Presentation Title

The pandemic and personality: A cross-sectional comparison of personality trait scores

Project Type

Faculty Scholarship

Scholarship Domain(s)

Scholarship of Discovery

Presentation Type

Presentation

Abstract

Presentation Location: Warming House, Olivet Nazarene University

Abstract

While personality traits are thought to be stable, personality is also known to be the result of an interaction between dispositional and environmental factors. Because 2020 has introduced a number of unexpected and challenging situations into our society, we compared scores from three different indices (The 20-Item Mini-IPIP, Donnellan, Oswald, Baird, & Lucas, 2006; The Big Five Test, Brody & Ehrlichman, 1998; & the Big Five Inventory, John & Srivastava, 1999) of openness to experience, conscientiousness, extraversion, agreeableness, and neuroticism for three different cohorts (2018, 2019, & 2020). We did not suspect any changes in terms of openness to experience, conscientiousness, or extraversion across the three cohorts. However, we thought it was possible that agreeableness scores would be lower for 2020. We also expected neuroticism scores to be higher for 2020. Results indicated that there were no significant differences for any of the personality traits across the three different cohorts. Results will be discussed in light of an interactionist view of personality, states versus traits, and the psychometric properties of these three inventories.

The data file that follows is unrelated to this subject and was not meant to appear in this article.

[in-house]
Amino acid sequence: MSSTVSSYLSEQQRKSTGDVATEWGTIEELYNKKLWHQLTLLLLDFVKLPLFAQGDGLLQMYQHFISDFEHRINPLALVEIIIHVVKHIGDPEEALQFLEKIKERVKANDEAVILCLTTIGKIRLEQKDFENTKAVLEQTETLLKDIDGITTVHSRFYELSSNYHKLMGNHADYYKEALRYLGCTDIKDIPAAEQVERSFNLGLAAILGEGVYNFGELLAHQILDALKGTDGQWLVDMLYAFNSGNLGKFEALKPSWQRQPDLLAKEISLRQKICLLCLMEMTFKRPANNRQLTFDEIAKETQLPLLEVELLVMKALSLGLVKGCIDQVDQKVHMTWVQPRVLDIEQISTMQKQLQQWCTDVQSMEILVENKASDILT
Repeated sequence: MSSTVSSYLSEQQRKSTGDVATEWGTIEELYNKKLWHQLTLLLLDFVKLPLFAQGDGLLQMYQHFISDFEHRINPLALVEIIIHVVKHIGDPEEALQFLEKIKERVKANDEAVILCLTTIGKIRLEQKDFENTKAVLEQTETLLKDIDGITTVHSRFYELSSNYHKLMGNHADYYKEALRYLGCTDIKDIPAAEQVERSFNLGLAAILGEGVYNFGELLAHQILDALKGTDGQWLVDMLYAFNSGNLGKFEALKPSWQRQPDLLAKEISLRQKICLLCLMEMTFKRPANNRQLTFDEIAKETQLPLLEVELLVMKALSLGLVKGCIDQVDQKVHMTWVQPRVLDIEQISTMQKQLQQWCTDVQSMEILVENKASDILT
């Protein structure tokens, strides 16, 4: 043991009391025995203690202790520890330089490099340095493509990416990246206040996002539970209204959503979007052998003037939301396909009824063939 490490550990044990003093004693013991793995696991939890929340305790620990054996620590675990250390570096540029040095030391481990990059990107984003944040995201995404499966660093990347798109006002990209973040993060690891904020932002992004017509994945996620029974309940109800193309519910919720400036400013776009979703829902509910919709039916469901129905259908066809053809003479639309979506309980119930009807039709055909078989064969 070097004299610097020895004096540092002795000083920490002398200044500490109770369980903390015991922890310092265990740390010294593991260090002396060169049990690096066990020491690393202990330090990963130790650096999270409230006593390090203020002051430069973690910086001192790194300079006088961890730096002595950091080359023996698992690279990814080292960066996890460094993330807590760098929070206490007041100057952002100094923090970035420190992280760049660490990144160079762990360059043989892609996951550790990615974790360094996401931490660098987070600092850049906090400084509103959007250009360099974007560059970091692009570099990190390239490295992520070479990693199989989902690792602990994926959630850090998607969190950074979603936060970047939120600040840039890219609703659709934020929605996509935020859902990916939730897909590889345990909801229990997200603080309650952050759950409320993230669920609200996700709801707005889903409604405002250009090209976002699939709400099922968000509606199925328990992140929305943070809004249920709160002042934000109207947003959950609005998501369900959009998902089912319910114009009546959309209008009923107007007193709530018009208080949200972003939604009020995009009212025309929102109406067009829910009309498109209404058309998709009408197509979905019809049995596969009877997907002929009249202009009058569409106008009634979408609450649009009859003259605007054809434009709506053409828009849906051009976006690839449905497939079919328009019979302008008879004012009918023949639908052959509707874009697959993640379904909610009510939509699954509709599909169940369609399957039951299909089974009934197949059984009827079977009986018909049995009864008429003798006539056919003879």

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Creative Commons Attribution 4.0 License
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Apr 12th, 5:00 PM Apr 12th, 5:20 PM

The pandemic and personality: A cross-sectional comparison of personality trait scores

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Presentation Location: Warming House, Olivet Nazarene University

Abstract

While personality traits are thought to be stable, personality is also known to be the result of an interaction between dispositional and environmental factors. Because 2020 has introduced a number of unexpected and challenging situations into our society, we compared scores from three different indices (The 20-Item Mini-IPIP, Donnellan, Oswald, Baird, & Lucas, 2006; The Big Five Test, Brody & Ehrlichman, 1998; & the Big Five Inventory, John & Srivastava, 1999) of openness to experience, conscientiousness, extraversion, agreeableness, and neuroticism for three different cohorts (2018, 2019, & 2020). We did not suspect any changes in terms of openness to experience, conscientiousness, or extraversion across the three cohorts. However, we thought it was possible that agreeableness scores would be lower for 2020. We also expected neuroticism scores to be higher for 2020. Results indicated that there were no significant differences for any of the personality traits across the three different cohorts. Results will be discussed in light of an interactionist view of personality, states versus traits, and the psychometric properties of these three inventories.